Since September 2022, the market has seen an average decrease of 435 fleets per week, and it will take over a year for fleet levels to be the same as before the pandemic. Companies are also closing at a slower pace than is historically normal because the profits they made during the prior 2.5 years have been enough to keep them going. As those excess funds start to decrease, we can expect to see an uptick in companies closing their doors and the market correcting faster.

Steer Your Business With Insights That Matter

The freight industry, like many others, is susceptible to the ebbs and flows of global events and market demands. There are many influences – from the aftermath of the pandemic to the geopolitical events in the Middle East. And as the "freight recession" continues its course, we're left to figure out its patterns, drawing parallels with historical data and anticipating the future.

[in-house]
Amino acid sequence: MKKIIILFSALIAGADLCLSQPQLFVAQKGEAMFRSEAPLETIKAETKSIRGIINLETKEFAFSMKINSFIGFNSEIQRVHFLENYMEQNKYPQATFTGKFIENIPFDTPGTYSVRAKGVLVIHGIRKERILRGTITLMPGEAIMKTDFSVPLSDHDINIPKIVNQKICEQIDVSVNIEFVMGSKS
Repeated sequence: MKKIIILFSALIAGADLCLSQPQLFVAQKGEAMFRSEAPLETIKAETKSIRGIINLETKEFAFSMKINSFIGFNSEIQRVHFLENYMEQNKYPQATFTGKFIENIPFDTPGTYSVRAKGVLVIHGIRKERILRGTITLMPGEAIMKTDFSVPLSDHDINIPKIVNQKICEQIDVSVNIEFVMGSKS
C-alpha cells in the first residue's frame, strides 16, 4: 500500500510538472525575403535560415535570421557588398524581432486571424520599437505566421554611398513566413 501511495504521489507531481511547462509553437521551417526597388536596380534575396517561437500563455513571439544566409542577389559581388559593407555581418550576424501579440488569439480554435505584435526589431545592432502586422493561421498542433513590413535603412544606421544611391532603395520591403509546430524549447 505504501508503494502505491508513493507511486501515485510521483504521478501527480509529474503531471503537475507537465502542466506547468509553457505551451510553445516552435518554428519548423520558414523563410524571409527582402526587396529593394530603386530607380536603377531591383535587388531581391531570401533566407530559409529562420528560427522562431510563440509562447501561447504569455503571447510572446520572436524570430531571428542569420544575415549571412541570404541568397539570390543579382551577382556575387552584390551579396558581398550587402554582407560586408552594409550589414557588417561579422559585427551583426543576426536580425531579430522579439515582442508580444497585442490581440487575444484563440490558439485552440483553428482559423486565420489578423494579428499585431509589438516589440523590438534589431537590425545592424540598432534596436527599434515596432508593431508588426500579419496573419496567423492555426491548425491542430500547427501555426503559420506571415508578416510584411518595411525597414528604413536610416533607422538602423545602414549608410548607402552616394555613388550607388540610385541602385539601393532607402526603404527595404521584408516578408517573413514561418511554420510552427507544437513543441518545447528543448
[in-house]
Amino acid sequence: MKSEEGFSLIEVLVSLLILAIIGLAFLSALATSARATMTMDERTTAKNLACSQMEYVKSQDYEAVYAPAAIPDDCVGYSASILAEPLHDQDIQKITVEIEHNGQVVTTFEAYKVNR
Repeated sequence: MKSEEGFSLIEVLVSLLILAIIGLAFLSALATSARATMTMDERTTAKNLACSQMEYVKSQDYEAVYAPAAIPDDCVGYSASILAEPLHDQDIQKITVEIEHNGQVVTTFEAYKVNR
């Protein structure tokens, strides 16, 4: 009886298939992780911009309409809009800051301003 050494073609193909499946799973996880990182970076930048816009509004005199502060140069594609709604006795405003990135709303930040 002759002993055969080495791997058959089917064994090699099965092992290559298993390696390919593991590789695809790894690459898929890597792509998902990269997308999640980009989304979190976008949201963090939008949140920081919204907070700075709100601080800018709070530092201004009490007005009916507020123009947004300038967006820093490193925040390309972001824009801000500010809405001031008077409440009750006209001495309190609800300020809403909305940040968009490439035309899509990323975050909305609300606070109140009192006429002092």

Even with all these unknowns, one thing is clear: adaptability and informed decision-making will be crucial for stakeholders to navigate this dynamic landscape. Stay in tune with the market by subscribing to our blog.

About Brad Loeb

An expert in market trends, cost analysis, and rate/route selection, Brad serves as Armstrong’s Director of Pricing and Analytics. He joined Armstrong in 2019, bringing nine years of experience in supply chain and operations management, with industry knowledge spanning warehousing, pricing, freight, LTL, and 3PL.